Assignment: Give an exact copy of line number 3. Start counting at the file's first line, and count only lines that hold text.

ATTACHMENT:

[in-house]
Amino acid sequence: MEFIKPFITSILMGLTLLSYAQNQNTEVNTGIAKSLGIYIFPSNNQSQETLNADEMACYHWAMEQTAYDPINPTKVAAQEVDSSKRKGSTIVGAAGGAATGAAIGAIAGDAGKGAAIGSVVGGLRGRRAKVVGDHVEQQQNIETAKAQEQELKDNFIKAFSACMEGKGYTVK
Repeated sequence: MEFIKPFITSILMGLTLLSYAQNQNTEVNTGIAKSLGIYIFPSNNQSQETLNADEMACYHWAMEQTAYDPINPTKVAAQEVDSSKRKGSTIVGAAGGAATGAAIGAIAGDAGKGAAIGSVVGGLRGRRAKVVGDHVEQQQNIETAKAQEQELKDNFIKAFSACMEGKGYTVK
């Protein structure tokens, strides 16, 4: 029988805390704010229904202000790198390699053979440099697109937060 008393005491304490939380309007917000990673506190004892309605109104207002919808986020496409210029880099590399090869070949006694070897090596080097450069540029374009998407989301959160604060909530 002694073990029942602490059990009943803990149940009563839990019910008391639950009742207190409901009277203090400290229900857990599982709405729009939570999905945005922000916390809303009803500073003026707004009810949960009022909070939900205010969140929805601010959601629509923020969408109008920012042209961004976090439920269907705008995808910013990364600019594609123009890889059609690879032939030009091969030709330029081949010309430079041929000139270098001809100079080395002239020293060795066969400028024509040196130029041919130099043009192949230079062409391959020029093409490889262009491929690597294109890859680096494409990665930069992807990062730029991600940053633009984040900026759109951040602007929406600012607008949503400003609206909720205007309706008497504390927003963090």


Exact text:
Repeated sequence: MEFIKPFITSILMGLTLLSYAQNQNTEVNTGIAKSLGIYIFPSNNQSQETLNADEMACYHWAMEQTAYDPINPTKVAAQEVDSSKRKGSTIVGAAGGAATGAAIGAIAGDAGKGAAIGSVVGGLRGRRAKVVGDHVEQQQNIETAKAQEQELKDNFIKAFSACMEGKGYTVK